The smallest biggest theropod dinosaur

May 30, 2018

Spinosaurus is the longest, and among the largest predatory dinosaurs, and possesses many adaptations for a semiaquatic lifestyle. A tiny claw phalanx of the foot, discovered in Cretaceous-aged sandstones of the Sahara, shows a peculiar shape compatible with an early juvenile Spinosaurus. As reported in PeerJ - the Journal of Life & Environmental Sciences, the fossil is from the smallest known individual of this giant, sail-backed theropod. The findings suggest the small specimen retains the same locomotor adaptations as the large version - such as traversing soft substrates or paddling - during the entire lifespan.

Collected in Morocco in 1999, a 21 mm-long pedal ungual phalanx (a phalanx supporting a claw of the foot) remained unnoticed in the Paleontological Collection of the Natural History Museum of Milan, until the recent discovery (2014) of a new partial skeleton of Spinosaurus aegyptiacus, that preserves an almost complete right foot with peculiar morphology in the phalanges.

The striking similarities with the claw phalanges of the foot of Spinosaurus allowed palaeontologists Simone Maganuco and Cristiano Dal Sasso to identify the tiny bone to a very small and young specimen of the sail-backed Spinosaurus, the smallest individual reported up to today. "Besides the rarity of the fossils belonging to juvenile theropod dinosaurs, and the rarity of Spinosaurus bones, this finding is even more remarkable if we consider the dramatic size attained by some large specimens of Spinosaurus, which are possibly the longest, and among the largest predatory dinosaurs ever found"- says Maganuco.

Assuming the juveniles looked like smaller versions of the adults, the 21 mm-long claw phalanx from this small specimen would pertain to an early juvenile individual, 1.78 m-long, only just a little bit longer than the estimated length of the sole head of the largest adult Spinosaurus known to date, which is also housed at the Natural History Museum of Milan.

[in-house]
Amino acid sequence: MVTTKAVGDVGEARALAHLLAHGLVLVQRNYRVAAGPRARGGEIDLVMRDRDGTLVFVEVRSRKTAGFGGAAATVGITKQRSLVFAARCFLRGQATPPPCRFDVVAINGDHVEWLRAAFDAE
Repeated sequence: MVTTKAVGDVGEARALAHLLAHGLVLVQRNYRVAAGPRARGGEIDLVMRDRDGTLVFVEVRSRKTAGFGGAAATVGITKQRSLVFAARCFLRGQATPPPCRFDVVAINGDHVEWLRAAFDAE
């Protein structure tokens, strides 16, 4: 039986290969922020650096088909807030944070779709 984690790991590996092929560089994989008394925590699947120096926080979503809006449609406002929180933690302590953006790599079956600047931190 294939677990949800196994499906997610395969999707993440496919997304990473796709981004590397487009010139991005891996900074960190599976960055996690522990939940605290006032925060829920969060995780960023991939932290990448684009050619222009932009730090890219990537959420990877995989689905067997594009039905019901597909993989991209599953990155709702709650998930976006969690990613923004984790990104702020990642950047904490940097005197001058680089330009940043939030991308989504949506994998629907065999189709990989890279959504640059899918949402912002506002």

According to recent studies, the broader than deep unguals in Spinosaurus with their flat plantar surface are reminiscent of the flattened pedal shape of shorebirds that do not perch, and the whole foot may have been adapted to traversing soft substrates or webbed for paddling. "This find indicates that in Spinosaurus the foot of early juveniles had the same locomotor adaptations observed in large individuals, that were probably achieved early in ontogeny and retained for the entire lifespan", remarks co-author Cristiano Dal Sasso.
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PeerJ is an Open Access publisher of two peer-reviewed journals and a preprint server. PeerJ's mission is to help the world efficiently publish its knowledge. All works published by PeerJ are Open Access and published using a Creative Commons license (CC-BY 4.0). PeerJ is based in San Diego, CA and the UK and can be accessed at peerj.com

PeerJ is the peer-reviewed journal for Biology, Medicine and Environmental Sciences. PeerJ has recently added 15 areas in environmental science subject areas, including Natural Resource Management, Climate Change Biology, and Environmental Impacts. peerj.com/environmental-sciences

PeerJ has an Editorial Board of over 1,900 respected academics, including 5 Nobel Laureates. PeerJ was the recipient of the 2013 ALPSP Award for Publishing Innovation. PeerJ Media Resources (including logos) can be found at: peerj.com/about/press

Media Contacts

For the authors:

Simone Maganuco simonemaganuco@iol.it +393471868851

Cristiano Dal Sasso cdalsasso@yahoo.com

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